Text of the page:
A great way to write better chord progressions is to check out reharmonization techniques and chord substitution. You can build your jazz theory or jazz harmony vocabulary like your solo vocabulary.
In this video I am going to take a I VI II V and go over 30 different ways of playing this progression. Some of the very common ones and also a lot that are more advanced or modern. Hopefully you can use the chord progressions to get some new ideas and techniques for reharmonization or for your own compositions!
0:00 Writing better chord progressions 1:24 The basic turnaround and some variations 4:22 The I I7 IV V 5:34 The Radiohead turnaround 6:09#IVdim in the standard turnaround 7:12 The Ladybird Turnaround 8:43 Getting less functional and more substitutions 9:55 Reinterpreting other chords in the progression 11:04 The “Inner Urge” idea 11:49 Major 3rd tonalities 12:23#IV instead of the V 14:42 Same interval in the root movement 16:31 More Poppy sound without dom7th chords 16:45 Same melody note 17:42 IVm type chords instead of V 19:09 Upper-structure resolving passing chords 19:54 How to use the vamps and the exercises
Working on Exercises while improvising is a very efficient way to improve your jazz improvisation. Developing you abilities while improvising means that you are finalizing what you have checked out as exercises or written new material with. In this video I will cover 3 exercises that you can add to your jazz guitar practice routine and help different aspects of improvising and translating your technical skills to your improvised solos.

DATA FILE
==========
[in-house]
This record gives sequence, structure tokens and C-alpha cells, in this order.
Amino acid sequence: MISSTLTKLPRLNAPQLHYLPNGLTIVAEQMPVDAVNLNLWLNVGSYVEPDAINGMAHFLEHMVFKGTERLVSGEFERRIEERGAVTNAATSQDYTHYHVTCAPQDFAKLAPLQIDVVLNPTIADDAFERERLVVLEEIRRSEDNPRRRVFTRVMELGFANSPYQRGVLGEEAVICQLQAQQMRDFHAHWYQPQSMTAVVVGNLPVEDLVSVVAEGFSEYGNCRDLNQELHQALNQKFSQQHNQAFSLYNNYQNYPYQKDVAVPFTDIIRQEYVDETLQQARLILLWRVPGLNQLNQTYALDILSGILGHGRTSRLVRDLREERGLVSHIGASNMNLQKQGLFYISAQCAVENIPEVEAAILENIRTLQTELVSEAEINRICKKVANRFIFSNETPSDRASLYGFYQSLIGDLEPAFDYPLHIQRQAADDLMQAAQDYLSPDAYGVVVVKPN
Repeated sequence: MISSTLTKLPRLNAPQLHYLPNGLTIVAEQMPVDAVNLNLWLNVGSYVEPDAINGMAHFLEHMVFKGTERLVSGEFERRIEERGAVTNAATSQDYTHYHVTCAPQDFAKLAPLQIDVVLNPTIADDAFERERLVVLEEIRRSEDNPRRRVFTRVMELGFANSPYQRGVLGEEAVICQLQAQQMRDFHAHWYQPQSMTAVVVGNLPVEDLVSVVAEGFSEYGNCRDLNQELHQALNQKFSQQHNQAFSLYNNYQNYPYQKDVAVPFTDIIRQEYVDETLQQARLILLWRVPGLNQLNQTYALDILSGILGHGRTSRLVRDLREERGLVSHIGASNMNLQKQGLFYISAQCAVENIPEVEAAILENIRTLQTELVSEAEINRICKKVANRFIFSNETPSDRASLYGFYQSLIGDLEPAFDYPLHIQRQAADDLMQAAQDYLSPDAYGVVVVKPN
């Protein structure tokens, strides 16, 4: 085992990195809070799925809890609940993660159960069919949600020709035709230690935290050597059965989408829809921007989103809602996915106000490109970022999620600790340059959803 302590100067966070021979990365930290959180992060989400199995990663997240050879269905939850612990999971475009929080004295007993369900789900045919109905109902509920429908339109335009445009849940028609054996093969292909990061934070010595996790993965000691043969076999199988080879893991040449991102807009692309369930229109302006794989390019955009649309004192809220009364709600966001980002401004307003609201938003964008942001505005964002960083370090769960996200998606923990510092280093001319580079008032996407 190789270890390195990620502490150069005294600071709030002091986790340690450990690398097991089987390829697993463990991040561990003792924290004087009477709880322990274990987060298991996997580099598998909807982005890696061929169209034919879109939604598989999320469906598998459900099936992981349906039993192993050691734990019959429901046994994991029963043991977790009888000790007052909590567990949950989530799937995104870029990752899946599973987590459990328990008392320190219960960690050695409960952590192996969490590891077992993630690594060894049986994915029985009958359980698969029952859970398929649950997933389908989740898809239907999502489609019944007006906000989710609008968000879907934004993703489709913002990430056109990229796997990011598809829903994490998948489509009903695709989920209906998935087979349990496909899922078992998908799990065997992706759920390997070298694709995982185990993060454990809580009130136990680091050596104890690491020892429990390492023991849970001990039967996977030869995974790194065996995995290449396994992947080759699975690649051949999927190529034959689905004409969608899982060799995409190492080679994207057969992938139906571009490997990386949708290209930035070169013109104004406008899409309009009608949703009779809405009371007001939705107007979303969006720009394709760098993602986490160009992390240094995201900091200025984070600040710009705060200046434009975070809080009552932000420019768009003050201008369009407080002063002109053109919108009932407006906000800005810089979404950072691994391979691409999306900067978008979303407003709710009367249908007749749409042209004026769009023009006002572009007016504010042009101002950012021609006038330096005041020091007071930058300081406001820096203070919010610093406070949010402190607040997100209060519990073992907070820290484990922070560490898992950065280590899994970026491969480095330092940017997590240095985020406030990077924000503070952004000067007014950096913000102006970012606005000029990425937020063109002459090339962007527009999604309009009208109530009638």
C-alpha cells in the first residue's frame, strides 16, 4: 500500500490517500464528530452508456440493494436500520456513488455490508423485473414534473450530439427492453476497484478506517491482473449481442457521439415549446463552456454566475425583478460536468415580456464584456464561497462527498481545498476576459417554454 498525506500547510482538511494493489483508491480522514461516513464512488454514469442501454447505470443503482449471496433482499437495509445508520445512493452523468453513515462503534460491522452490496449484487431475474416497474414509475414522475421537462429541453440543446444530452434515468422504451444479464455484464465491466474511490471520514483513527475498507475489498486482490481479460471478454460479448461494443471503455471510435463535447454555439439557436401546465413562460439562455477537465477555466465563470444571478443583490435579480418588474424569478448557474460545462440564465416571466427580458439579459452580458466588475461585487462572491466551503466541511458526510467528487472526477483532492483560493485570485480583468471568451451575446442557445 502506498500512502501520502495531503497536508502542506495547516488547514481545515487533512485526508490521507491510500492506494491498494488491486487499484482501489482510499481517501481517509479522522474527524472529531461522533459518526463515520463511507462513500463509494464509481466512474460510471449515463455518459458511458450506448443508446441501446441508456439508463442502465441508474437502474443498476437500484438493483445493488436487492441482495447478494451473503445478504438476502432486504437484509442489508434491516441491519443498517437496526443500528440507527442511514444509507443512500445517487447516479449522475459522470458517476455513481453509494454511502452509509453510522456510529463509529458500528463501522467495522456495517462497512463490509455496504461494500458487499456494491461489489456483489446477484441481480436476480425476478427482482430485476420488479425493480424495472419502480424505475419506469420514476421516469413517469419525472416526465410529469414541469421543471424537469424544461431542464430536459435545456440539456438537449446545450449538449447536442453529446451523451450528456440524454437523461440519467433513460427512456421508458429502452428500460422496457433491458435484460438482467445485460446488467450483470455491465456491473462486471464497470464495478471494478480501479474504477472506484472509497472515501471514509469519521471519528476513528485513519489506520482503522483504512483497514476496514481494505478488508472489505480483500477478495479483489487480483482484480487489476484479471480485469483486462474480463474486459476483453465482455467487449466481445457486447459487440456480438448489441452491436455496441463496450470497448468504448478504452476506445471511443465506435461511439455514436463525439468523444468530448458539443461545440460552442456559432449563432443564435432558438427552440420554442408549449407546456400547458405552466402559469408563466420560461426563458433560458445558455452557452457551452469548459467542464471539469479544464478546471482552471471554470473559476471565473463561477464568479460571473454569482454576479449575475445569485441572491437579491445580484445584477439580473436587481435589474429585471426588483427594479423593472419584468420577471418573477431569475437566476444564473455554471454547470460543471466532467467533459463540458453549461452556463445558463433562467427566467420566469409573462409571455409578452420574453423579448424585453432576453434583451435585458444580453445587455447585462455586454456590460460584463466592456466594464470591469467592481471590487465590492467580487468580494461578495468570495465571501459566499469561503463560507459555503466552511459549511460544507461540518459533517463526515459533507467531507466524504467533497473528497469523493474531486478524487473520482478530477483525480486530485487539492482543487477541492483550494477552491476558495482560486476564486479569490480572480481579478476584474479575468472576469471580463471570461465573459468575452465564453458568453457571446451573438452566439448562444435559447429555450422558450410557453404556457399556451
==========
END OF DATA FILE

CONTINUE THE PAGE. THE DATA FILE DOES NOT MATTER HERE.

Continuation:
I have also added an extra exercise that will give you a new way of developing and understanding of the harmony and voice-leading plus elp you come up with new licks or lines.
List of contents:
1:32 Solo only using Basic Diatonic Arpeggios 2:11 Discussion of Arpeggio solo exercise 4:32 Solo in one position 5:08 What to take away from soloing in one place on the neck 6:59 Continuous Motion solo 7:36 What to focus on and learn from Continuous Neck movement on the neck 9:43 When and how to use these exercises 11:04 The Bonus exercise to develop new licks or lines 13:31 How to make guide tones and what you can work on with this exercise.
Reharmonization is a great tool to add some interesting sounds or surprises to you Jazz Standards or Covers. This video will take the jazz standard Body and Soul, analyze the harmony of the A part and go over some of the more subtle but effective things you can do with reharmonizing the chords.
The video covers different reharmonization techniques and offers some options for an arrangement of this jazz ballad.
This video is a small set of recommendations of some of the videos I came across on YouTube. All the videos are live performances and they are a bit “unofficial” But in my opinion they really capture some of the things I like about these jazz guitarists and their bands.
Sight-reading music is a tricky situation to be in for most jazz guitar players. Most of the time when you are in a situation where you have to read music from a leadsheet or similar you actually have to interpret what is there as much as you have to be able to read a specific melody or set of voicings. This interpretation and analysis is what I try to discuss in this video.